Over at Slate, NPR's Kim Masters offers a fairly lengthy recounting of the many problems that plagued the set of Michael Mann's Miami Vice, such as a) its crazy, exacting director, b) disastrous weather events that threatened production (who could have seen that coming while filming in Miami during hurricane season?), and c) a shooting while on location in the Dominican Republic. The article's money shot is the revelation that the aforementioned gunplay convinced Jamie Foxx, the film's egomaniac, award-winning star, that his new Oscar-derived superpowers did not include the ability to deflect bullets with his bare abs—a realization that sent him fleeing for the safety of the United States and forced Mann to shoot an ending that could accommodate Foxx's diva-like refusal to be assassinated on foreign soil. Reports Masters:
The irony, in Mann's view, was that when the production moved to a relatively upscale area, a local man—a police officer—approached the set, got into a quarrel with a guard (one supplied by the Dominican military), and allegedly pulled a gun. The man was shot and wounded. "It was very scary," Mann acknowledges. "What if this guy has six brothers? What if they blamed us? ... All these questions rush into your head." He says care was taken to ensure that the cast and crew could leave the set safely that day.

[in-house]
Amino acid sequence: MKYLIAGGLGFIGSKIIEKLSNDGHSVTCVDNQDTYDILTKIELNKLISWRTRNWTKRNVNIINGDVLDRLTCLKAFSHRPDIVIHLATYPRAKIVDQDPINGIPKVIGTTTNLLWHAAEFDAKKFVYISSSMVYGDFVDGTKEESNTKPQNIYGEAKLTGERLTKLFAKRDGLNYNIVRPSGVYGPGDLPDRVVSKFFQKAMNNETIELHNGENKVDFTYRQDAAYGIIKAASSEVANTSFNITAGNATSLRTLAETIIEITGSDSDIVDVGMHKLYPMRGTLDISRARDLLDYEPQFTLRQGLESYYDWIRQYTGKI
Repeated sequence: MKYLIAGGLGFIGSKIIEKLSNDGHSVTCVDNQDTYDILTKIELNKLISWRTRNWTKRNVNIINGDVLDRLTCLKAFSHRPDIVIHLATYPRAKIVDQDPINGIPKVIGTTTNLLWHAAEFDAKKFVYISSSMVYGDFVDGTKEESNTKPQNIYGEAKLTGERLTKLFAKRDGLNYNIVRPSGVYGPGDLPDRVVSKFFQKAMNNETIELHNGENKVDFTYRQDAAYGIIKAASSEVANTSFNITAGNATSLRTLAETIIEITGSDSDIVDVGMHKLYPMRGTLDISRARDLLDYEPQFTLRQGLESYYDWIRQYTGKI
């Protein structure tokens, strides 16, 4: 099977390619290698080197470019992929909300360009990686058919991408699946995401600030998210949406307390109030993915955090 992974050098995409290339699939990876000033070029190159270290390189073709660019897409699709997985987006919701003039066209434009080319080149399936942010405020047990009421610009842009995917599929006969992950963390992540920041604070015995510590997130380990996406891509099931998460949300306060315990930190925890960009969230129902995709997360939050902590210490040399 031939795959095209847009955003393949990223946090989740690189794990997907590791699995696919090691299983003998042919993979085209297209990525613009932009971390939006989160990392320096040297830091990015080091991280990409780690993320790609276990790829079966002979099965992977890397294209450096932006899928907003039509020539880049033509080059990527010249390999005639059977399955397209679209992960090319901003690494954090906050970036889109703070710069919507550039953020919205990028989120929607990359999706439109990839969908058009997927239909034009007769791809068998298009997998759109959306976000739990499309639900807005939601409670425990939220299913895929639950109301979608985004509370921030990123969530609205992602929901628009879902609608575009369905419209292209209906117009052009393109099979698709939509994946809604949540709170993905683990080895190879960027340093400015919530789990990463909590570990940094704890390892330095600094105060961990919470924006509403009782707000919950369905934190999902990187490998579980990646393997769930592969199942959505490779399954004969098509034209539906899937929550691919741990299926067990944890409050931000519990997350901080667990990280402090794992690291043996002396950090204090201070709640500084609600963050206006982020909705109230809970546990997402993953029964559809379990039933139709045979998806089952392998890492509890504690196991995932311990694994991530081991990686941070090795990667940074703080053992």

But immediately after that incident, [Jamie] Foxx and his entourage packed up and left for good. "Jamie basically changed the whole movie in one stroke," a crew member says—and not, in his opinion, for the better. The ending that was supposed to be shot in Paraguay would have been "much more dramatic."
Asked about Foxx's departure, Mann doesn't speak for a moment and then says, "You hear the sound of silence."
While the Foxx story is certainly interesting and dishy enough, we were most fascinated by the sheer variety of ways that Mann's associates attempted to politely depict him as a borderline insane, control-freak asshole-genius who'll go to any length to get a shot, as in: "Sure, everyone was pissed that we were shooting in the middle of a Level 4 hurricane that blew the production office into the ocean, but the gales knocked down most of the sniper fire—hey, does anyone know if Jack the grip survived the gut-shot?—and I'll be damned if Colin Farrell's hair didn't look fucking great blowing in that 120-mph wind."